When to consider PET scan imaging and how effective is it?

Posted by tinker @tinker, Mar 25 7:53pm

I was diagnosed with prostate cancer three years ago after having my first PSA test at 58 years old. My MRIs came out negative, and my first biopsy showed a gleason 3+3=6 on one side of my prostate. After watching my PSA continue to rise and having another biopsy, a gleason 3+4=7 was identified, again on one side. At that time my PSA had risen to 6.6 from an initial 5.25. 18 months ago, I opted for cryo -ablation procedure on the entire affected side of my prostate. My PSA dropped somewhat, and then has risen every 3 months since then. I'm now again at 6.0. MRI imaging have shown no clear indication of disease, however, BPH nodules may be contributing to the PSA.
I'm concerned that I have prostate cancer elsewhere, and it seems to make sense to have a PET scan to try and find it. I've been assured that prostate cancer is slow growing, but I'm chomping at the bit to find the reason for the high PSA, and rule out further cancer. I have another biopsy scheduled on my 2 year anniversary of my treatment.
Are PET scans a valid option for someone like me?

Interested in more discussions like this? Go to the Prostate Cancer Support Group.

The newer contrast agent has high affinity for PSA. PSMA/PET. Pylarify is the agent approved in 2021. It makes more sense to me that you would have the PSMA/PET before another biopsy. An oncologist would have a good idea if your insurance would cover it. It's fairly expensive around 5 thousand if you have to pay cash.


Here is a link to an interesting article that addresses when to consider PSMA PET imaging; https://www.urotoday.com/library-resources/imaging-center/139875-the-current-landscape-of-psma-pet-imaging-in-prostate-cancer-evaluating-men-with-biochemical-recurrence.html
Over the past three years that I have been in treatment for Prostate Cancer I have had 5 or 6 PET/CT scans due to rising PSA post radical prostatectomy and rising PSA post salvage radiation (34 rounds). One year after completing salvage radiation PSA was up to 6.56 and that was when a PET/CT scan did show one metastatic lymph node in my chest. My treatment following that scan was part of the Metacure Study, a combination of two ADT drugs ( Orgovyx and Erleada) for 24 weeks and 5 rounds of radiation to Met. I am now at about 6 months of active surveillance since stopping the drug trial. I have had three consecutive rises in my PSA going from undetectable at the trial end, 16 weeks later PSA 0.02, one month later 0.08, and now two month later PSA is now 1.02 and my most recent PET/CT scan did not shown anything definite. According the the article in the link provided those who have had both Prostatectomy and Salvage Radiation who's; PSA of 1.0 – 1.99 ng/ml: 84% had PSMA PET Positive scan. So even though 84% at a similar stage did show something, in my case nothing definite was seen.


I have been 8 months since mine was taken out. Gleason 7 but postsurgery, Lab on prostate and 12 lymph nodes were all clear. 1st BW PSA was .022 and second at .061. If it bumps to .2, then a PSMA Pet Scan and if spots were detected inside where the prostate was Lupron and if spots found outside where the prostate was, Targeted Beam Rad. Doc said I will die very old of something else. Had the CT, Bone and other scans and all clear. I think we all have to accept that this PC will be with us until we die. Just have to mangage it. God Bless.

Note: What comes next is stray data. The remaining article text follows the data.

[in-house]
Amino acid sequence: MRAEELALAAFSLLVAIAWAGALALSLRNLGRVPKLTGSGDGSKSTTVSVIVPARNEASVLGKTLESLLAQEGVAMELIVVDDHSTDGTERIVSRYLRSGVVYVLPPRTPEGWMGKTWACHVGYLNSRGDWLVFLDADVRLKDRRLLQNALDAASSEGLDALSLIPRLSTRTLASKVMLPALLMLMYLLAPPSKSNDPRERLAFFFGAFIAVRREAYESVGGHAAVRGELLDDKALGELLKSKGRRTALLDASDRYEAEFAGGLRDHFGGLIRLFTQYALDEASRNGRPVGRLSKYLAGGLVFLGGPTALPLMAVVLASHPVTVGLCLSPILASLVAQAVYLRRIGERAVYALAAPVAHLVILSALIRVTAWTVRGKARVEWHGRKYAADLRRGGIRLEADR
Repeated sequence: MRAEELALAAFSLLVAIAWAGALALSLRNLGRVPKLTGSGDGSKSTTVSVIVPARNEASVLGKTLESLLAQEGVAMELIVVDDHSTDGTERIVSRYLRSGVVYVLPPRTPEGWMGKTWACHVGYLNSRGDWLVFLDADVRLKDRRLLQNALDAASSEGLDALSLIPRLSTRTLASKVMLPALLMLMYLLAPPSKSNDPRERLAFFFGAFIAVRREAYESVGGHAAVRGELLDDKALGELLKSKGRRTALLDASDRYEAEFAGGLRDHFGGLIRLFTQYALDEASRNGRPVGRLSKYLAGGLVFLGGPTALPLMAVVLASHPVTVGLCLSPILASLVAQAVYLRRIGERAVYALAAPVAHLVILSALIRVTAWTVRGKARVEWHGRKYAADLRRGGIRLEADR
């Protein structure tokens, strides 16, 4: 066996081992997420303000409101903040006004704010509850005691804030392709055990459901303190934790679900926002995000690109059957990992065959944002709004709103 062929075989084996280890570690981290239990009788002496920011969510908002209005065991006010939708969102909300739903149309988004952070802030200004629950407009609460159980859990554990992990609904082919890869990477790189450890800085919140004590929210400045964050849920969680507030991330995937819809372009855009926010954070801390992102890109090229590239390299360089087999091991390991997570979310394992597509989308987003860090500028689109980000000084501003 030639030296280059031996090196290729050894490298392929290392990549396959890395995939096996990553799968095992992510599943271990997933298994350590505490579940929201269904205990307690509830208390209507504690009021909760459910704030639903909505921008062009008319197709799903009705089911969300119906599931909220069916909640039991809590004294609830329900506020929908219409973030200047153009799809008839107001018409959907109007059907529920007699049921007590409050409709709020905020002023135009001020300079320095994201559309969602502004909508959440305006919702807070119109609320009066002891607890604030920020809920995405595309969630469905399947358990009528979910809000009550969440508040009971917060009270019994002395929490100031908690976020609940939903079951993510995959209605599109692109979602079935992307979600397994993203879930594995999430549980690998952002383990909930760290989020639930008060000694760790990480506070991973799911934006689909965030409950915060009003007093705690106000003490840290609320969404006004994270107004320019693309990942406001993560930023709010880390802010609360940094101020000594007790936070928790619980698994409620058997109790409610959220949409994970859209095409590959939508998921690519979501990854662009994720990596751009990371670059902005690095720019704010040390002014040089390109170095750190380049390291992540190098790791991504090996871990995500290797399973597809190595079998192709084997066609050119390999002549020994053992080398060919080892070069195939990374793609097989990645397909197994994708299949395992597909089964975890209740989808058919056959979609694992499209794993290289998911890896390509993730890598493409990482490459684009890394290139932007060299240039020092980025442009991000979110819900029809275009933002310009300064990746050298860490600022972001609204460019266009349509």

It does...question may be, what does your insurance company say...?

As to the comment, "I've been assured that prostate cancer is slow growing..." yes, but no. One way to determine your risk is to calculate PSA Doubling (PSADT) and PSA Velocity (PSAV). That, along with clinical data from imaging, your GS and Grade Group will give you more data about your risk. The statement is correct in the sense that you do not have until tomorrow to make a decision and after that..most statistics say 97% of us live five years, the ten year mark data is pretty high too, question is, are you in the 3%...!? With your clinical history, not likely though...

MSKCC has a good nomogram for calculating PSADT and PSAV - https://www.mskcc.org/nomograms/prostate

"In recent years, healthcare providers have realized that the Gleason score might not always be the best way to grade prostate cancer. For instance, not all cancers with a Gleason score of 7 are the same. Cancers with more grade 3 areas (3 + 4 = 7 Gleason score) are less likely to grow and spread than cancers with more grade 4 areas (4 + 3 = 7 Gleason score). Likewise, Gleason score 8 cancers are less likely to grow and spread than cancers with a Gleason score of 9 or 10.

Based on these differences, healthcare providers have started to use a newer system that breaks up prostate cancers into 5 grade groups based on the modified Gleason score groups:

Grade Group 1: Gleason score ≤ 6, or low-grade cancer
Grade Group 2: Gleason score 3 + 4 = 7, or medium-grade cancer
Grade Group 3: Gleason score 4 + 3 = 7, or medium-grade cancer
Grade Group 4: Gleason score 4 + 4 = 8, or high-grade cancer
Grade Group 5: Gleason scores 9 and 10, or high-grade cancer

Unbelievably, some insurances will require you first to have standard MRI and CT before a PSMA PET despite the increased sensitivity, cheaper...

aldenrobert's link is useful and informative.

Talk with your medical team abut the PSMA scan, personally, I would do it, it may inform any treatment, in both cases where I've had imaging done, C11 Choline at May in Jan 17 and Plarify in March 2023, the treatment plan and decision has been informed by the results.

When a urologist refused to consider imaging in late 2016 and would treat based only on PSA, I fired him, went to Mayo, got the C11 Choline scan, glad I did, so was my radiologist, she had something to use in building a plan to treat the whole pelvic lymph nodes, think smart versus dumb bombs.


Please sign in or register to post a reply.